Recipes

Easy Salmon Burgers with Dill Honey-Mustard, Horseradish, and Avocado

One-Pot Wonders: Easy Salmon Burgers with Dill Honey-Mustard, Horseradish, and Avocado

by Yasmin Fahr    [Photographs: J. Kenji López-Alt]                                                                                                                                               

Easy Salmon Burgers With Dill Honey-Mustard, Horseradish, and Avocado

Some (but definitely not all) of my more embarrassing moments in life occur during the quest for food. For instance, the time I made one of my best friends trek an hour and a half around Paris in search of one particular sandwich. After many twists and turns, we finally located the shop only to find that it had closed a few days earlier. Heartbreaking.

Or, the time I made my sister and mother drive 45 minutes across the island of Barbados for a fish sandwich, nearly missing our flight home. (They later both admitted it was well worth it, and that sandwich inspired a recent recipe, so everyone won in the end.)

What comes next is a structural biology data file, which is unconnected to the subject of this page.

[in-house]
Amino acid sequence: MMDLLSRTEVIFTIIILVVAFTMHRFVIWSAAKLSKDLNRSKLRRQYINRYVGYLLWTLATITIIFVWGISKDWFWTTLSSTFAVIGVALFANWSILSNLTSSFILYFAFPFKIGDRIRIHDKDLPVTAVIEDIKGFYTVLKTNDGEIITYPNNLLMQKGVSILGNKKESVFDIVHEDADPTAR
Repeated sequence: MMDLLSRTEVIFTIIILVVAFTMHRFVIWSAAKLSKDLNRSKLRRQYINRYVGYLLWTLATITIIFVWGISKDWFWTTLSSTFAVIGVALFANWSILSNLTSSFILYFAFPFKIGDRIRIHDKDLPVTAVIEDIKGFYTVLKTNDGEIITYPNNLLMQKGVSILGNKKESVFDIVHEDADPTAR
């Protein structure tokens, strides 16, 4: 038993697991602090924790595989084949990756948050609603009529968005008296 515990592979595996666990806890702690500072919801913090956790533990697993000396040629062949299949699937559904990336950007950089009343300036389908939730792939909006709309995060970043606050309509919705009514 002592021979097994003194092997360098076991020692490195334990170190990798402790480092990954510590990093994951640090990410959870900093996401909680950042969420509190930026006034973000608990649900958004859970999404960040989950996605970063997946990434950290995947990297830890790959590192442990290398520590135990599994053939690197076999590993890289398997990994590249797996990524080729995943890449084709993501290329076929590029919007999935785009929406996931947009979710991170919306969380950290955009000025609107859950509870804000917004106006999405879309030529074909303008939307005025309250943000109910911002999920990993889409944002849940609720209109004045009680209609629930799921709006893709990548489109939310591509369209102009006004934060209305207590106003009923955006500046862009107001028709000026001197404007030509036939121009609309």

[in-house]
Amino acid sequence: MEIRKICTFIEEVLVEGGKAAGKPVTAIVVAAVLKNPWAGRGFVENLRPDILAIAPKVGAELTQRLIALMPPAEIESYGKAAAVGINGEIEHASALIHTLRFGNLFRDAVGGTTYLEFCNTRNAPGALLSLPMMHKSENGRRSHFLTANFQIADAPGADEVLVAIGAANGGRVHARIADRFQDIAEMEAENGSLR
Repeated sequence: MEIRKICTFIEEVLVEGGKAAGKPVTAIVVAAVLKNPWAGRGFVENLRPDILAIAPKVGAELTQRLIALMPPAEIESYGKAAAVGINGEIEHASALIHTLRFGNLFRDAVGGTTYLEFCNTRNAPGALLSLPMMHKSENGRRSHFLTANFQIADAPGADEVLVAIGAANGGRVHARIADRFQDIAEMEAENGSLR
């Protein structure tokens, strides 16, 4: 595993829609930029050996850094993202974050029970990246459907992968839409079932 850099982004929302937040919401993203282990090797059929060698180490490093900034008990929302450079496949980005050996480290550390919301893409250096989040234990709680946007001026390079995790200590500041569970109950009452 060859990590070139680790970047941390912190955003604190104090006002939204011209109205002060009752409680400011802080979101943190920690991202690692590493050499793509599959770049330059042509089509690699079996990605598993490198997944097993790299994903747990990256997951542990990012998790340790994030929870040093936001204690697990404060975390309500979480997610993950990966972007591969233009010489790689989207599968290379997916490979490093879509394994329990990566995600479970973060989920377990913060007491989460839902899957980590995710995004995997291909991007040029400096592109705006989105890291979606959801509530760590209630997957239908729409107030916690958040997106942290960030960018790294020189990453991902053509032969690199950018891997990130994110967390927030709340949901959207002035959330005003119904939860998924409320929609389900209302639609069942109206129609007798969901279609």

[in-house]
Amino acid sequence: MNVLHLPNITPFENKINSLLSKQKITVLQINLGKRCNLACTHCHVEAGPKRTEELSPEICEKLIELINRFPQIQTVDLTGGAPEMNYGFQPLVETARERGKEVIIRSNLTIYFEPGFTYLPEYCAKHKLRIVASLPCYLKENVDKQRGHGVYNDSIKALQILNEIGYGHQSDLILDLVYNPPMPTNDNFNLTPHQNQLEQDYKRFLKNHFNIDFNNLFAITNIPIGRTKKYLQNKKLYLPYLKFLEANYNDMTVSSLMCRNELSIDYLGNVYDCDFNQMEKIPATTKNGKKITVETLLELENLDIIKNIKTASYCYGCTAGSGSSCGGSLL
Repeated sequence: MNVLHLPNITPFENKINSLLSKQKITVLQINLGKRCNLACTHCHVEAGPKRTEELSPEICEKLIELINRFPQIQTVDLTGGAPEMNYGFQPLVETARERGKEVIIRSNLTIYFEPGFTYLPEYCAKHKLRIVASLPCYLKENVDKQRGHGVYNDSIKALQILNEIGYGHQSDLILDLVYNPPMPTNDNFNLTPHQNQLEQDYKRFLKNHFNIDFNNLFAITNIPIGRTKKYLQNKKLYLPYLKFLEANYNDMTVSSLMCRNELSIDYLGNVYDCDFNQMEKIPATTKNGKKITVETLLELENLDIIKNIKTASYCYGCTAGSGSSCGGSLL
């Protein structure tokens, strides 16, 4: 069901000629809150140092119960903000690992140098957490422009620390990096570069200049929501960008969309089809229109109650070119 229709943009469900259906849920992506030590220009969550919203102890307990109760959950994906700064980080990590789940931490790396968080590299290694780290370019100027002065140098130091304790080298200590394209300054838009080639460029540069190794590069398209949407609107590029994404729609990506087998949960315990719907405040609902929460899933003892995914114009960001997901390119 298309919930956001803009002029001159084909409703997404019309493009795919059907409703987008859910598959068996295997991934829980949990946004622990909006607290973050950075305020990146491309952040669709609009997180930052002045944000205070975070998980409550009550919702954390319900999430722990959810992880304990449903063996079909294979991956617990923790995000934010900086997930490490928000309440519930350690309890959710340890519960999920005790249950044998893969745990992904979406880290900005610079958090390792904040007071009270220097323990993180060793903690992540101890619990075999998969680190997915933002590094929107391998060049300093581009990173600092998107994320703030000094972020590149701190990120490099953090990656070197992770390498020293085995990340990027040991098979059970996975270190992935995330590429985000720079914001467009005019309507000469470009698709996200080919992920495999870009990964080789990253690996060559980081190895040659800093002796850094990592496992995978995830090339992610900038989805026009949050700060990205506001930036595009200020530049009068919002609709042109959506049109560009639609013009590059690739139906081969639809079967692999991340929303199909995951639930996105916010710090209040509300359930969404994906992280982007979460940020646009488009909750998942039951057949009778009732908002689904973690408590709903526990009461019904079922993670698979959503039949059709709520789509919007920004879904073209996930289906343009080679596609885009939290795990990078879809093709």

To my point, the inspiration for part of this recipe came from a similar adventure: a few friends and I embarked on a 10-mile plus bike ride to get massive sandwiches slathered with a spicy horseradish-filled Dijonnaise that I’ve been thinking about for over a year since. This simple yet brilliant mixture is what elevates this salmon burger recipe from good to whoa.

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When it comes to salmon or salmon burgers, most people’s instinctive response is, “Meh” as if they are anticipating a bland, overcooked bite ahead. With the addition of horseradish, both in the burger mixture and spread, this salmon burger is anything but tasteless.

Ideally, you would be able to ask your fishmonger to grind the salmon for you—some Whole Foods locations offer this service—so that it’s similar to the texture used for regular burgers or use a food processor to coarsely grind them, but it’s easy to make the burgers by cutting them by hand tartare-style. If you’ve got a food processor, it’s even simpler: just trim away excess connective tissue, cube it up, and process until ground.

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